The world’s milk production could climb by 35 percent, predicted researchers associated with the IFCN Dairy Research Centre. South Asia, anchored by India and Pakistan, could lead the way, expanding milk flow by 64 percent by 2030.
That additional milk flow would equate to 304 million metric tons, or approximately three times the current U.S. milk supply, wrote IFCN’s Lukasz Wyrzykowski, Katrin Reincke, and Torsten Hemme in their paper “IFCN Long-term Dairy Outlook.”
Milk production per farm could climb by 54 percent, while milk yields per cow would grow 23 percent globally.
As for herd size, Oceania (New Zealand and Australia) would set the pace, growing herd size to 414 head of milk cows, up 14 percent through 2030. North America, anchored by the U.S., would climb 82 percent to reach 340 cows per herd. As of last year, U.S. herd size averaged 234 cows.
Rounding out the major export regions is Western Europe where herd sizes could expand by 65 percent to reach 98 cows per farm.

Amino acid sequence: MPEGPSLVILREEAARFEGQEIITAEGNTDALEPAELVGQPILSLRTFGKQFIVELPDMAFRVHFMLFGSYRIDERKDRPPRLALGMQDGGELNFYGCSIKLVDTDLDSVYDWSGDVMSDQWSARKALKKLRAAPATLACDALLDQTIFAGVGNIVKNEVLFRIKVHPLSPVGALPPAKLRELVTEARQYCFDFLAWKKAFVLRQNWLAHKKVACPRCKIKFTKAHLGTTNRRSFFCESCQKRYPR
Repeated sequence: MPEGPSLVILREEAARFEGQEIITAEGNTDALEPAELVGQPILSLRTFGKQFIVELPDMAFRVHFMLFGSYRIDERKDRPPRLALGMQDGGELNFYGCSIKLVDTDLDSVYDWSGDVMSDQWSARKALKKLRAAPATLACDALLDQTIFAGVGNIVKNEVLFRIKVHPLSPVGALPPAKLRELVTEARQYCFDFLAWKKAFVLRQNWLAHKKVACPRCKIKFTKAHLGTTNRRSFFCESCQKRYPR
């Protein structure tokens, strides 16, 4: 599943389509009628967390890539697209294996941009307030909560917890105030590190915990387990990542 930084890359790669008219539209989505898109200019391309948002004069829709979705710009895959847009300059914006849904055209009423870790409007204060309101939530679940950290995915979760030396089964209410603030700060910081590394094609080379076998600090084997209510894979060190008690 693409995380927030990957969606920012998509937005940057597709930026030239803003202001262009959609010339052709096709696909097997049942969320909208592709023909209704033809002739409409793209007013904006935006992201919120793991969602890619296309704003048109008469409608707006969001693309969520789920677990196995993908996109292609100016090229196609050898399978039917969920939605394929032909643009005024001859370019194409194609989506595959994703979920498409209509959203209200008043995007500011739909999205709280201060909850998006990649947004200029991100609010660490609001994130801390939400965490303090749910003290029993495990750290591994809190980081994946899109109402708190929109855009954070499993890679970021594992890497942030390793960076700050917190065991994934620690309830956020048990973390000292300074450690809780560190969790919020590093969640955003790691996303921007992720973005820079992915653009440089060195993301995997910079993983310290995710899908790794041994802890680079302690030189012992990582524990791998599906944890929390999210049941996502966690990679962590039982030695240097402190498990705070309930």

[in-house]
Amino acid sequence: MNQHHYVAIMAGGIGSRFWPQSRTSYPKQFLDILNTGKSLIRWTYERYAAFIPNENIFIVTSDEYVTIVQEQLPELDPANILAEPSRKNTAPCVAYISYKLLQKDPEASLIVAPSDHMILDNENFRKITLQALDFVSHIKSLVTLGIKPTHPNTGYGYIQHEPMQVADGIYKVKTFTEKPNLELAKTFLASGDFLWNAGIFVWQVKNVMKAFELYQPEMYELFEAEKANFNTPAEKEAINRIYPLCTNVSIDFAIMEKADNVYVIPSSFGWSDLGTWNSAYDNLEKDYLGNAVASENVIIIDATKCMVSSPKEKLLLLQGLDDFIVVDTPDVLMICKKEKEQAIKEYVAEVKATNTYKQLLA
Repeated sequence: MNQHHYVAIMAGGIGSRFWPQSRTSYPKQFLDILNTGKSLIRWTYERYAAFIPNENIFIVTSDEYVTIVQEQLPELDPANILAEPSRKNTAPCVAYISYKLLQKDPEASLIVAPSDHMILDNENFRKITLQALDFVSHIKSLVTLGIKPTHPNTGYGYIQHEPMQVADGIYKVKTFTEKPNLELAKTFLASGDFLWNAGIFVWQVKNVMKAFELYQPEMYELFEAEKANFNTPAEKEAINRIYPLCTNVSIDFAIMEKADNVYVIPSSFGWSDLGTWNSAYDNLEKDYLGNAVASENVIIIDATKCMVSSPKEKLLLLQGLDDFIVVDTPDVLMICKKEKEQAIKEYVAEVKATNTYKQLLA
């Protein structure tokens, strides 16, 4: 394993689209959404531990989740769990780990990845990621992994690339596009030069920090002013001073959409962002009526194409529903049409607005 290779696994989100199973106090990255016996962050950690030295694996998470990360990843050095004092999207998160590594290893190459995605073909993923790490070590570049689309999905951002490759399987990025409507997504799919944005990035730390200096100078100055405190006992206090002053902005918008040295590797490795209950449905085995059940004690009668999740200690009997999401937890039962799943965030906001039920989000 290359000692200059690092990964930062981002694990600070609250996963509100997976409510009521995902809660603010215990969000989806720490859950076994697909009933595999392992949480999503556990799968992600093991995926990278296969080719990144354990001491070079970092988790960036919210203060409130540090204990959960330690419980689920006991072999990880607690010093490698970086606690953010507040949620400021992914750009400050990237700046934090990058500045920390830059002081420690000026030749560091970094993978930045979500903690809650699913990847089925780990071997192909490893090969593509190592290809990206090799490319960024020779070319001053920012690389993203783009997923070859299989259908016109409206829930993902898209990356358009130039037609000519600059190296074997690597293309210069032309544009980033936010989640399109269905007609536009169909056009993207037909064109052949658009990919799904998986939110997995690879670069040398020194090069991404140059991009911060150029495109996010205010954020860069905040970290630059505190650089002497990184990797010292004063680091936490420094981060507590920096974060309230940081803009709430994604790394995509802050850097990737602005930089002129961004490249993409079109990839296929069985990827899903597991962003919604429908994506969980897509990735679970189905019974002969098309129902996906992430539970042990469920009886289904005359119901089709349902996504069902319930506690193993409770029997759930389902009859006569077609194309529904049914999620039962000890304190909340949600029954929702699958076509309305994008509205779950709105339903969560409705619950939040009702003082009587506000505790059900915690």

After that, the next largest dairy region, Latin America, could see herd size jump by 22 percent to reach 16 cows per farm.
More consumers, more demand
Through 2030, the world’s population could grow 16 percent to reach 8.7 billion people. With a current global population of 7.5 billion souls, there would be 1.2 billion new consumers on Earth.
While population growth will absorb more milk, so will expanding consumption per person. At the moment, IFCN researchers peg per capita dairy product consumption at 256 pounds per person. By 2030, every global citizen could be consuming 298 pounds of dairy products.
As a point of reference, consumption of dairy products stood at 646 pounds for every U.S. citizen in 2016.
More dairy trade
From 2004 to 2017, dairy trade expanded by 53 percent, surmised the IFCN Dairy Research Centre think tank after polling some 80 researchers from 40 countries at their recent annual gathering. Through 2030, the net dairy trade is expected to climb by 73 percent up to 95 million metric tons of energy-corrected milk. On a pounds basis, that’s 209.5 billion pounds or roughly the total U.S. milk flow in 2017.
To learn more, contact the IFCN Dairy Research Network via email at email@example.com.